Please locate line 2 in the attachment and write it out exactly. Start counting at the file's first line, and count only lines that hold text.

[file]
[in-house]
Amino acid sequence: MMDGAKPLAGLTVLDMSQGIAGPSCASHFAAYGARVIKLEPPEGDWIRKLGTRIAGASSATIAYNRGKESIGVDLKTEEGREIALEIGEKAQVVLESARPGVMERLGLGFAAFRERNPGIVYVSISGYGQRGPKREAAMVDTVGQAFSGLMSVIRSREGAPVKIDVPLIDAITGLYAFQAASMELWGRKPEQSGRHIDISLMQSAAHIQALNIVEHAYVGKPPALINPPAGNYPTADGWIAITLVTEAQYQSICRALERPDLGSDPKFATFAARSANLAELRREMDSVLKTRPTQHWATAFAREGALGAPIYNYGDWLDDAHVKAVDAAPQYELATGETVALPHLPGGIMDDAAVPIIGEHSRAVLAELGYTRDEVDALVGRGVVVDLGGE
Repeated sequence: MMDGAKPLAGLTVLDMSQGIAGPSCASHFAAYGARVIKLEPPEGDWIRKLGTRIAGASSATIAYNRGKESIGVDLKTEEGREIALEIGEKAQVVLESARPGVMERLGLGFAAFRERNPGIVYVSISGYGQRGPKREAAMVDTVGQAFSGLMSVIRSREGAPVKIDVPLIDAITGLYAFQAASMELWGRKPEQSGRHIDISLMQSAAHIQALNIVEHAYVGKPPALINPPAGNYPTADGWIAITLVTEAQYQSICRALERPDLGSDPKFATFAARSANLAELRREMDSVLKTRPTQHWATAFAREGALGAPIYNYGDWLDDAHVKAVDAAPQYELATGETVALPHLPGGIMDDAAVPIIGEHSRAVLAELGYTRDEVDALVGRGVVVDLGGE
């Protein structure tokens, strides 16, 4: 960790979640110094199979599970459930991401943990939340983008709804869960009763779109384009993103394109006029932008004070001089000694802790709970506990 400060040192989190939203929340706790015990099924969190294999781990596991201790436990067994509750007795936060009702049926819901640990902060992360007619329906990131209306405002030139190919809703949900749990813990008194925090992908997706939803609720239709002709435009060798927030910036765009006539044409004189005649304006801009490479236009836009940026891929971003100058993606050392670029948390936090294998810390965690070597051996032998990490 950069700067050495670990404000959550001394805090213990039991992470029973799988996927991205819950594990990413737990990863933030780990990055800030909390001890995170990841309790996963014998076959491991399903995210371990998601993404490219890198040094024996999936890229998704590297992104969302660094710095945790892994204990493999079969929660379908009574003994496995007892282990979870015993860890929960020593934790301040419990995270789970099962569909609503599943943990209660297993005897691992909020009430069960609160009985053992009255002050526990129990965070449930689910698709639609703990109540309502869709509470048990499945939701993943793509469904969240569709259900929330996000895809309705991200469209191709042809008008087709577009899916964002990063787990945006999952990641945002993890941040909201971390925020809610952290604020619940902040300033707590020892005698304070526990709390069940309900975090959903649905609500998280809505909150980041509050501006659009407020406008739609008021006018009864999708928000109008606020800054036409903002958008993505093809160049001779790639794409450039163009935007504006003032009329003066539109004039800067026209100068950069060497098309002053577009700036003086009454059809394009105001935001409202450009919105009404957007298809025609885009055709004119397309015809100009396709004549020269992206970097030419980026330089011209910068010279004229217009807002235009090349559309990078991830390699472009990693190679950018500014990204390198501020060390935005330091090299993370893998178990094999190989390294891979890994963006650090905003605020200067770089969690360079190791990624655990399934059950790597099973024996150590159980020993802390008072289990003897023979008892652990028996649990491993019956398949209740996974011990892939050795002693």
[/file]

Amino acid sequence: MMDGAKPLAGLTVLDMSQGIAGPSCASHFAAYGARVIKLEPPEGDWIRKLGTRIAGASSATIAYNRGKESIGVDLKTEEGREIALEIGEKAQVVLESARPGVMERLGLGFAAFRERNPGIVYVSISGYGQRGPKREAAMVDTVGQAFSGLMSVIRSREGAPVKIDVPLIDAITGLYAFQAASMELWGRKPEQSGRHIDISLMQSAAHIQALNIVEHAYVGKPPALINPPAGNYPTADGWIAITLVTEAQYQSICRALERPDLGSDPKFATFAARSANLAELRREMDSVLKTRPTQHWATAFAREGALGAPIYNYGDWLDDAHVKAVDAAPQYELATGETVALPHLPGGIMDDAAVPIIGEHSRAVLAELGYTRDEVDALVGRGVVVDLGGE